In addition, according to the Monetary Agreement implementation of Directive 2014/65/EU of the European Parliament and of the Council of 15 May 2014 on Markets in Financial Instruments (MiFID II) and Regulation (EU) No. 600/2014 of the European Parliament and of the Council of 15 May 2014 on markets in financial instruments and amending Regulation (EU) No. 648/2012 (MiFIR) is planned for 31 December 2020.

Future changes

In what ways do you anticipate the legal and regulatory policy changing over the next few years?

The main trends regarding legal and regulatory policy will be in accordance with the commitments contained in the Monetary Agreement (eg, capital requirements, payment services, electronic money and financial instruments’ market regulations). The Andorran government is working to enact a gradual framework of securities law. Moreover, Andorra is currently negotiating jointly with Monaco and San Marino an association agreement with the European Union whose main objective is the participation of Andorra, Monaco, San Marino and their citizens in the European Single Market, and also to give the possibility to European investors and banking entities to accede to these jurisdictions. However, in order to operate in a level playing field, Andorran economic and financial needs would accelerate the implementation of international standards.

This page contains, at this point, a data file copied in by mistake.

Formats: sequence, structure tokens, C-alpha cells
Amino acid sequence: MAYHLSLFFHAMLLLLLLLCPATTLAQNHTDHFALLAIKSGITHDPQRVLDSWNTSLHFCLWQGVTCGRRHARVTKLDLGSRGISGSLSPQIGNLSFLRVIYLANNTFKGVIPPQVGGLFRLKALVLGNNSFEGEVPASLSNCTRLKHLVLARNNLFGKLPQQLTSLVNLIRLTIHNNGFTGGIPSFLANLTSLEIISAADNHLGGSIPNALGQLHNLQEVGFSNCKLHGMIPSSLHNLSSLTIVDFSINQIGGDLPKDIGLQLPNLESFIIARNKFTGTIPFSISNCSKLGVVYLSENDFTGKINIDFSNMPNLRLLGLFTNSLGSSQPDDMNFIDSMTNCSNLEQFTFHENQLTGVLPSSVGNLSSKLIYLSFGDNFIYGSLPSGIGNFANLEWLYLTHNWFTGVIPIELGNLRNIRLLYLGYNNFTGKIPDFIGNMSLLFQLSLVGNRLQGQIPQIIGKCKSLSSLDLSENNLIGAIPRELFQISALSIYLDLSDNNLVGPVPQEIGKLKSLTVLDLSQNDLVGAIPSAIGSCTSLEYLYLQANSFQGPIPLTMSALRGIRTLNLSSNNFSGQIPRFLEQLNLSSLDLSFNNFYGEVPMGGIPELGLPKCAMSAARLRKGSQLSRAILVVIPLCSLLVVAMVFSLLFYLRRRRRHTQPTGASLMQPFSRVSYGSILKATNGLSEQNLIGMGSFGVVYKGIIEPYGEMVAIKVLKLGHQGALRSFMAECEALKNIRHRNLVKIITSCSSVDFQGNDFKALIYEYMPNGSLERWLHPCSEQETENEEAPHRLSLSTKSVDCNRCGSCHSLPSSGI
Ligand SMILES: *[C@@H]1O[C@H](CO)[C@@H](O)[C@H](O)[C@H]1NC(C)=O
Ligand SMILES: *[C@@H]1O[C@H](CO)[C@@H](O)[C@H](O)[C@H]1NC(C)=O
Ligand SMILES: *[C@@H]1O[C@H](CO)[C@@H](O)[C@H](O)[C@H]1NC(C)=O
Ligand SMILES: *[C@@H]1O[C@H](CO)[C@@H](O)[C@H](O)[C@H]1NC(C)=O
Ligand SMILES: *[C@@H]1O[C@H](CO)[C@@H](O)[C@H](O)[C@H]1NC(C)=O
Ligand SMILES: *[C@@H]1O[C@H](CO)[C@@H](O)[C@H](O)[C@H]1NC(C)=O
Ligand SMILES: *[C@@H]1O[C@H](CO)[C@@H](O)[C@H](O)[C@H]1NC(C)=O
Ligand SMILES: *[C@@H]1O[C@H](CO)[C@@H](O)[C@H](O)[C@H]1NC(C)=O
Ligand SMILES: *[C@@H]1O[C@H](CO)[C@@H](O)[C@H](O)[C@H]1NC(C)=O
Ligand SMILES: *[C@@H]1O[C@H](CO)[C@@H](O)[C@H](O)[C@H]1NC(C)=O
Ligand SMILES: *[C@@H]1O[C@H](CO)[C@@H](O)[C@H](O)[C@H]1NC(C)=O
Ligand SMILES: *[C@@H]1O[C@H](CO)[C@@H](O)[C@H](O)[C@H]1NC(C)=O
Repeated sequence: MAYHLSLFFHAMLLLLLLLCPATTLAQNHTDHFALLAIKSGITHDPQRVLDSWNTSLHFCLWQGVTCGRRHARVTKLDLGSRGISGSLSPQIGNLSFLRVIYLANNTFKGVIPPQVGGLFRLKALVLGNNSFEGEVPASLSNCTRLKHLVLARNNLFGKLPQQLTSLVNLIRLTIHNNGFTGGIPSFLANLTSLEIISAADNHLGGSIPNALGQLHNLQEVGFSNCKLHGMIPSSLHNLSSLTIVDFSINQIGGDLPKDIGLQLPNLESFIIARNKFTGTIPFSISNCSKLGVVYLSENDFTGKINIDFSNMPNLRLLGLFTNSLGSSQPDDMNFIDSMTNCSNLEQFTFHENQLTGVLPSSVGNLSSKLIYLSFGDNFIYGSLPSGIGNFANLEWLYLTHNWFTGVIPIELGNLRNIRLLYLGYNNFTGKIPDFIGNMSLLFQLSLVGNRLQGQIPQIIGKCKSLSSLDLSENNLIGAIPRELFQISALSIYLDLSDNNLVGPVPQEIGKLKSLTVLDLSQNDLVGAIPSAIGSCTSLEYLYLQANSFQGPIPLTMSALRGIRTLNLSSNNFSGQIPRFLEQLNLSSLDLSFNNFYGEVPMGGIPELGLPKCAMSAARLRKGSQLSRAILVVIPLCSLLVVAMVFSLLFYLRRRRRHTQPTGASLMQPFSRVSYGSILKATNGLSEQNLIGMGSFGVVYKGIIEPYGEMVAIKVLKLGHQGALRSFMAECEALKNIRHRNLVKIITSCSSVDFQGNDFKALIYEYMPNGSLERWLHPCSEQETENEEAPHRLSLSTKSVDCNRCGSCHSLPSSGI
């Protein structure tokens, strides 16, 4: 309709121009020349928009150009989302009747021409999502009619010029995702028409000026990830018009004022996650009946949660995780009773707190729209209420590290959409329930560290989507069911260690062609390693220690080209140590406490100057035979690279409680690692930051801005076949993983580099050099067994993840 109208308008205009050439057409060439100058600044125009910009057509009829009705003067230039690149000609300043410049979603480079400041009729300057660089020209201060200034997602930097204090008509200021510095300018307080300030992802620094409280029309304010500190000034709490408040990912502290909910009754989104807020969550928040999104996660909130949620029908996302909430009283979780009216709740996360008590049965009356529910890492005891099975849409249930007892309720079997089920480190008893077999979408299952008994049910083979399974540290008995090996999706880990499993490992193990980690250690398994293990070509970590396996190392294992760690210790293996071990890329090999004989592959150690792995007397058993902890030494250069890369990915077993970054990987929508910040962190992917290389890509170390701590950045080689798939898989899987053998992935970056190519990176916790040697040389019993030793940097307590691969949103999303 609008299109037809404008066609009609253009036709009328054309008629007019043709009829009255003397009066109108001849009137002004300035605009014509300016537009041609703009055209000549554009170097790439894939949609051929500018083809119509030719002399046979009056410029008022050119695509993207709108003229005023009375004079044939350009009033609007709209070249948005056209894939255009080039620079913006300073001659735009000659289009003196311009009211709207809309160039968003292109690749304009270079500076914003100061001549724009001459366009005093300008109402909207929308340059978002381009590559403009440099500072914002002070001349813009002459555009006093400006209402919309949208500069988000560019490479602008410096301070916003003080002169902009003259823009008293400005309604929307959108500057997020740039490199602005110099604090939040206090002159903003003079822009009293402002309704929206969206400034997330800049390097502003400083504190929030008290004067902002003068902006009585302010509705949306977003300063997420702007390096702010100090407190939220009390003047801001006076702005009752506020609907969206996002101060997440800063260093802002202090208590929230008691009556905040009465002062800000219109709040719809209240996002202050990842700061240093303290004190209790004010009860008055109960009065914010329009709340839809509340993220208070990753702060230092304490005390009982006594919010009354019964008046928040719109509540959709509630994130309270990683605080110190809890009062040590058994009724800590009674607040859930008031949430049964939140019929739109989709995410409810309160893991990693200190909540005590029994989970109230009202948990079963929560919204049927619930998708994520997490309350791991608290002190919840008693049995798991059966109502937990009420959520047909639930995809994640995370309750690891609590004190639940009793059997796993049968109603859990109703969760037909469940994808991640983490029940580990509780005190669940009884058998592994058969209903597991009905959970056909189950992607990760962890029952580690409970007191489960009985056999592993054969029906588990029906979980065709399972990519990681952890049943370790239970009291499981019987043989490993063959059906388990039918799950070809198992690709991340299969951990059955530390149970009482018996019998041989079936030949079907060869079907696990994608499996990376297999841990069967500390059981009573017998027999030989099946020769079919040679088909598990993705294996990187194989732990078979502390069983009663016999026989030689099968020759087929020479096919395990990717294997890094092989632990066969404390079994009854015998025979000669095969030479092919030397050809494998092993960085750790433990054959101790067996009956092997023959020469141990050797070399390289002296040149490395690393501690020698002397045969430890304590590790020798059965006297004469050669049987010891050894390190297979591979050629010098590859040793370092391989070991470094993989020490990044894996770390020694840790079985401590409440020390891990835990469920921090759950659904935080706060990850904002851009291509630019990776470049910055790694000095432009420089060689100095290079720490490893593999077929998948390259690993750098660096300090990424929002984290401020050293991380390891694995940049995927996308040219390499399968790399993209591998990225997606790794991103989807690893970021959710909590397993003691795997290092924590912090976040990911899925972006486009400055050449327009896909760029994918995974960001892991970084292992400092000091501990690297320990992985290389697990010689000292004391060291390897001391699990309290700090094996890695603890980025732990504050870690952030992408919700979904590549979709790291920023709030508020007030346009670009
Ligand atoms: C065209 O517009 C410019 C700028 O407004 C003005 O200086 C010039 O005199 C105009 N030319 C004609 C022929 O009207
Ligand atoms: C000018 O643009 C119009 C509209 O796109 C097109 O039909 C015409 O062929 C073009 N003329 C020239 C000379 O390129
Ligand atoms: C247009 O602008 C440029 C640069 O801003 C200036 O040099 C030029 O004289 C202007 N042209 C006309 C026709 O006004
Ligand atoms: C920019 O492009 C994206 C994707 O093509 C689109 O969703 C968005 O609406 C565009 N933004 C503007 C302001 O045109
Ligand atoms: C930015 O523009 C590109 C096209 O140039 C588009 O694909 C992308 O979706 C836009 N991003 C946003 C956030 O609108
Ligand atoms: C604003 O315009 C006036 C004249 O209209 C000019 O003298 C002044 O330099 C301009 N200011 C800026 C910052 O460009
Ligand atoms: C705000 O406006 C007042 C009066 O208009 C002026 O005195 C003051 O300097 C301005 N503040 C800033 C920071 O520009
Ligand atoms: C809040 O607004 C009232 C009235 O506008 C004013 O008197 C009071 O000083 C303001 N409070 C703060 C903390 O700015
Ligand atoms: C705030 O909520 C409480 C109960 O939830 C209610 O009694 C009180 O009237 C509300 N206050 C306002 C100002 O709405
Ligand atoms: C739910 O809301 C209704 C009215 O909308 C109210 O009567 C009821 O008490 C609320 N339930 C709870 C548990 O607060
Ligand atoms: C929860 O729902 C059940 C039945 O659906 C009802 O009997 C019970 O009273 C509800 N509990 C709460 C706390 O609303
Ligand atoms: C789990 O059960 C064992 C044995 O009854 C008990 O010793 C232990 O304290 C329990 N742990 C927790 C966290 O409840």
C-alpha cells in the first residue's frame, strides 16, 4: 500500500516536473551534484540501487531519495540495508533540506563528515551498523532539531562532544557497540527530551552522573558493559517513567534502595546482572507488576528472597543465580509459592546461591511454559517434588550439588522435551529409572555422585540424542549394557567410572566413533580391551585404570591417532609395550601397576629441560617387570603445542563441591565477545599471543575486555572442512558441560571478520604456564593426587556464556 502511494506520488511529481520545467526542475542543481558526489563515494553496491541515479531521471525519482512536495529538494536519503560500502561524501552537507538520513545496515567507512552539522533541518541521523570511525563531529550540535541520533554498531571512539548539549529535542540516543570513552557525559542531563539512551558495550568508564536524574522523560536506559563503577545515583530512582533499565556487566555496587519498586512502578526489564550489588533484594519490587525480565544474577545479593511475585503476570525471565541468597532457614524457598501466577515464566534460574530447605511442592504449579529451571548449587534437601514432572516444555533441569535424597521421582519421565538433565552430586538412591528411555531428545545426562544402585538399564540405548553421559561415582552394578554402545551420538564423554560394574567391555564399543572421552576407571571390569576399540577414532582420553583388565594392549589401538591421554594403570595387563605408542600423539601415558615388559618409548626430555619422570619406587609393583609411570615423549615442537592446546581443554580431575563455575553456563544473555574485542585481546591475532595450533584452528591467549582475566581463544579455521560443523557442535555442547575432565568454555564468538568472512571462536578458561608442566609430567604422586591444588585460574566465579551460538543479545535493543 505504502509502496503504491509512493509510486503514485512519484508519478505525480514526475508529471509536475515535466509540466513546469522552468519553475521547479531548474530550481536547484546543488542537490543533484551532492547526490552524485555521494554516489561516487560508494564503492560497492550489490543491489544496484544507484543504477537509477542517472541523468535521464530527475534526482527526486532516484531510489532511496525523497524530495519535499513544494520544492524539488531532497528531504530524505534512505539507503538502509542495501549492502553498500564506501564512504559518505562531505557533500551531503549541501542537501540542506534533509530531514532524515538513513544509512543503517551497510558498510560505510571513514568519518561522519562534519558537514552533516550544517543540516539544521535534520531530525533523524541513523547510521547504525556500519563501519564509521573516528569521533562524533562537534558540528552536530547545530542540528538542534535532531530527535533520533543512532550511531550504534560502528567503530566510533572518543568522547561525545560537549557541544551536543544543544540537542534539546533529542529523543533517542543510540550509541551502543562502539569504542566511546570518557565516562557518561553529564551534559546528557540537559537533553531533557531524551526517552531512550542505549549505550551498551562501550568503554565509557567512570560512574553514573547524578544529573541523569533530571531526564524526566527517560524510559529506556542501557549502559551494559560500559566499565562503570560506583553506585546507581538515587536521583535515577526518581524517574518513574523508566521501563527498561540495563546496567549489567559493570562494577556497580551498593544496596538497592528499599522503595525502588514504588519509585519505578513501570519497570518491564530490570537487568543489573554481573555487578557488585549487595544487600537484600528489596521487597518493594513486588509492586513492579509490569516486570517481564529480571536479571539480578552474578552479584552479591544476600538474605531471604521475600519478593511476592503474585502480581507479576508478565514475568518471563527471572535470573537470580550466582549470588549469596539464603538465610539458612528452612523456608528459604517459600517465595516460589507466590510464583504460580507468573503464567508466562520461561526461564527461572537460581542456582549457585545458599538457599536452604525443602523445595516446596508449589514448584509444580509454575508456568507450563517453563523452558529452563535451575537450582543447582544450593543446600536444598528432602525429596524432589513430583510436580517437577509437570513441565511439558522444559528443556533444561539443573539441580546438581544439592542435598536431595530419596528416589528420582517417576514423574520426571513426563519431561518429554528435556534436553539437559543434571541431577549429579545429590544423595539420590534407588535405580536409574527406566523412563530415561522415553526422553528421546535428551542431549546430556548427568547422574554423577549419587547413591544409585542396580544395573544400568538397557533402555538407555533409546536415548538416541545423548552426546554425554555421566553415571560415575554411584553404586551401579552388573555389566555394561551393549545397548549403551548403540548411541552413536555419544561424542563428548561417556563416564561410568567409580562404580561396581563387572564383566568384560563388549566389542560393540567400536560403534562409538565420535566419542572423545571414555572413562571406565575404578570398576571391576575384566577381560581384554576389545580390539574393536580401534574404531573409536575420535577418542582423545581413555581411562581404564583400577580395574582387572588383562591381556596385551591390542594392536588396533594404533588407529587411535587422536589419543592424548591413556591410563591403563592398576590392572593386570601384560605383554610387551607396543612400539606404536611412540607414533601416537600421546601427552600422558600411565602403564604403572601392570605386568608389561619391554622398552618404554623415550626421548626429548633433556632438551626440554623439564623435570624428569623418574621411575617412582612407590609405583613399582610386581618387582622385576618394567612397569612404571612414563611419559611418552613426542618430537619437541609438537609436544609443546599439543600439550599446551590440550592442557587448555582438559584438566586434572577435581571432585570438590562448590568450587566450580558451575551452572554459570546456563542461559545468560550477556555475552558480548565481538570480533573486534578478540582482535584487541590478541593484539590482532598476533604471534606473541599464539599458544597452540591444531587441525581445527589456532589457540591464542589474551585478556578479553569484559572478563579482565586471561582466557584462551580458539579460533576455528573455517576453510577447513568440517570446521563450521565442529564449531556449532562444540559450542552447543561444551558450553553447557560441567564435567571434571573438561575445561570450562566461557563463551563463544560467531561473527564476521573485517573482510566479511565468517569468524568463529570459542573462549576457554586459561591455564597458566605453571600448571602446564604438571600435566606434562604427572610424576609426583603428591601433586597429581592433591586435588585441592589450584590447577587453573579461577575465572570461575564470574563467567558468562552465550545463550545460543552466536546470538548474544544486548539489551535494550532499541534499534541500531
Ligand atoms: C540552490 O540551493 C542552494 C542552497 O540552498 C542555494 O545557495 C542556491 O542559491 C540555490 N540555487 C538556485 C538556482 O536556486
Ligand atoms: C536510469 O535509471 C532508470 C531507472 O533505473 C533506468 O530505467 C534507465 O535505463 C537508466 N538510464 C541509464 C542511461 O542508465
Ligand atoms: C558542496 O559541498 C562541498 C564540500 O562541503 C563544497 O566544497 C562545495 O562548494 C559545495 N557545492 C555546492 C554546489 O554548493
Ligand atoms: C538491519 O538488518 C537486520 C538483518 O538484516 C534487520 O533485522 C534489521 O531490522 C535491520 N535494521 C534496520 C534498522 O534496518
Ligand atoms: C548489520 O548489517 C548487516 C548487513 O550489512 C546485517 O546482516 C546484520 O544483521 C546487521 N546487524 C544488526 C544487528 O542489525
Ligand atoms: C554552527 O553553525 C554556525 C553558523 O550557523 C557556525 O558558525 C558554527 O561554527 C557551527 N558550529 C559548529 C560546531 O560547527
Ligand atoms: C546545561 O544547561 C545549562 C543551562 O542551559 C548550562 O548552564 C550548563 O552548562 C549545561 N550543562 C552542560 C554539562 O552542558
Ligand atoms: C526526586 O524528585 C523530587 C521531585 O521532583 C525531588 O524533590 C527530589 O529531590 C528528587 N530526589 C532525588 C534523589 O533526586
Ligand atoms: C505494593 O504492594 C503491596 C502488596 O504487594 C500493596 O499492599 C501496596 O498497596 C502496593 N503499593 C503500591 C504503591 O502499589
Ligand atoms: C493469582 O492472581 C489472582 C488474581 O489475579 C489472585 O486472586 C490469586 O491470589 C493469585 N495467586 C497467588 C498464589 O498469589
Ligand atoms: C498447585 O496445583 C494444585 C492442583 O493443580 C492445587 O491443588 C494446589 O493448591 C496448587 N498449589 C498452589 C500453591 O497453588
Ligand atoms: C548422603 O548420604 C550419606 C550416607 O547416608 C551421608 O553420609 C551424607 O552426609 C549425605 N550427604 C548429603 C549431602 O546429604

Extent of oversight

How are banks supervised by their regulatory authorities? How often do these examinations occur and how extensive are they?